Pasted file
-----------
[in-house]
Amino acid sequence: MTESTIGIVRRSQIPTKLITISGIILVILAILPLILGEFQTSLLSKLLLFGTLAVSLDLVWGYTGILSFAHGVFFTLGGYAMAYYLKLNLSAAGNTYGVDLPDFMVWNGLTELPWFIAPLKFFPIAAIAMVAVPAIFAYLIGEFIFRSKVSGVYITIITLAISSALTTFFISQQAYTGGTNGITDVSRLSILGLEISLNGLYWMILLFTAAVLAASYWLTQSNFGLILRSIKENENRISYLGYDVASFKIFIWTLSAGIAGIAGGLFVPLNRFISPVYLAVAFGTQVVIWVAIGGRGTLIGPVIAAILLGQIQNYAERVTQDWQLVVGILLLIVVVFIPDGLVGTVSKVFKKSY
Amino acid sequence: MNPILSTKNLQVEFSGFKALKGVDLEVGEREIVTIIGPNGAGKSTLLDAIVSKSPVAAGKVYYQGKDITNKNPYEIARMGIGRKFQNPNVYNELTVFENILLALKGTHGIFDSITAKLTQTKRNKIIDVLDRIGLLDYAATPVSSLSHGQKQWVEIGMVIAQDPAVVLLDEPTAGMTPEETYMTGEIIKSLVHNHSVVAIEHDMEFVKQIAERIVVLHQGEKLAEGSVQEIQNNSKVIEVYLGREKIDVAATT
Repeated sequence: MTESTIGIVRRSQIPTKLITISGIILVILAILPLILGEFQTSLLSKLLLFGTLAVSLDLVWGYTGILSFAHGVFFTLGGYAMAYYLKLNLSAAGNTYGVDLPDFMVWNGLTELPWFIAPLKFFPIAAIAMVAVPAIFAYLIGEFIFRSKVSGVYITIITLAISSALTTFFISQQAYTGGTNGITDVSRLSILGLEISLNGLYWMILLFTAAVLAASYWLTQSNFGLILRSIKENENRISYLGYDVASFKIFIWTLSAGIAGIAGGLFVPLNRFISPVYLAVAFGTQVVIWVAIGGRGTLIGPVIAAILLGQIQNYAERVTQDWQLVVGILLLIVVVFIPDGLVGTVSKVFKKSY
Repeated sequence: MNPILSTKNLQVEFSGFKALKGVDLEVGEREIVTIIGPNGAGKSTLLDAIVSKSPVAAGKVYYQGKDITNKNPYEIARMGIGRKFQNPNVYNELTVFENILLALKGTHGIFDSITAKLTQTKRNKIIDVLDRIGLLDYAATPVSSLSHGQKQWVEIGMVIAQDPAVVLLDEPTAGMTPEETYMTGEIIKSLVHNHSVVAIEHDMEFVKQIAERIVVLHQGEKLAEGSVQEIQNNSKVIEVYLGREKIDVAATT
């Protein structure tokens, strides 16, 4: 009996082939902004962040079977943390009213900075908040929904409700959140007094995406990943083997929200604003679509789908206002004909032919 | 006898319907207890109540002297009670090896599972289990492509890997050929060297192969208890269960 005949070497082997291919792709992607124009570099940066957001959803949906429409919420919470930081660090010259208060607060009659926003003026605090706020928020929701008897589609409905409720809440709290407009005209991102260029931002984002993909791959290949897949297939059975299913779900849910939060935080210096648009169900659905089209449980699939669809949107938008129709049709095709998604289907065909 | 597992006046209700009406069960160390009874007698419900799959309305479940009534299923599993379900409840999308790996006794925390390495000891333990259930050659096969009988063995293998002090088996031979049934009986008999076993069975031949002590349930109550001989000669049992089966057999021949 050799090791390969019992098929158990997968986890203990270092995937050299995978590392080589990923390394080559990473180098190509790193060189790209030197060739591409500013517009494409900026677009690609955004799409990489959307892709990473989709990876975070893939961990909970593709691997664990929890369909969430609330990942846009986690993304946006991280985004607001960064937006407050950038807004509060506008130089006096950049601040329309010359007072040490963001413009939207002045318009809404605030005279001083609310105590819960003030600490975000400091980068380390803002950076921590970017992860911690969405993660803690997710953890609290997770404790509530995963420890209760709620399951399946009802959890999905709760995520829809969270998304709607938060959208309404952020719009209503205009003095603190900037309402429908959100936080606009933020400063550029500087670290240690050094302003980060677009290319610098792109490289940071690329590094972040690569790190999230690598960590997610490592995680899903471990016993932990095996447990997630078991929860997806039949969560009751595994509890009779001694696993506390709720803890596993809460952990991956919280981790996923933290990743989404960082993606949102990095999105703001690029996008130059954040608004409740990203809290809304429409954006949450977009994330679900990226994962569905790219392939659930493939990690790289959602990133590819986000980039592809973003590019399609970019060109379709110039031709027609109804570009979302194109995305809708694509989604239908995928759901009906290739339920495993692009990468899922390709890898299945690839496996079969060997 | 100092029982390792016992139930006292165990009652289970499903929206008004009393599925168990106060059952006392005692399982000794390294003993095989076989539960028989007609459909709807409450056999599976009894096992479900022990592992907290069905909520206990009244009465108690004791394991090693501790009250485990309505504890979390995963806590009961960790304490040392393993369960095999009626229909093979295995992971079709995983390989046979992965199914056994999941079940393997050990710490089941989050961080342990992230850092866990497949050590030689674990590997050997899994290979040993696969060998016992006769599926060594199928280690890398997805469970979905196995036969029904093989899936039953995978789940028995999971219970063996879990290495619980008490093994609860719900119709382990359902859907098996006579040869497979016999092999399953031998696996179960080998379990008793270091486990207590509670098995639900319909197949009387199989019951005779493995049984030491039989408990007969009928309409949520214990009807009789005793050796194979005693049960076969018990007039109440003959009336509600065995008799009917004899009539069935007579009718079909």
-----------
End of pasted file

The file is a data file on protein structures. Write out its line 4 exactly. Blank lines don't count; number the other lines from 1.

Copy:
Repeated sequence: MTESTIGIVRRSQIPTKLITISGIILVILAILPLILGEFQTSLLSKLLLFGTLAVSLDLVWGYTGILSFAHGVFFTLGGYAMAYYLKLNLSAAGNTYGVDLPDFMVWNGLTELPWFIAPLKFFPIAAIAMVAVPAIFAYLIGEFIFRSKVSGVYITIITLAISSALTTFFISQQAYTGGTNGITDVSRLSILGLEISLNGLYWMILLFTAAVLAASYWLTQSNFGLILRSIKENENRISYLGYDVASFKIFIWTLSAGIAGIAGGLFVPLNRFISPVYLAVAFGTQVVIWVAIGGRGTLIGPVIAAILLGQIQNYAERVTQDWQLVVGILLLIVVVFIPDGLVGTVSKVFKKSY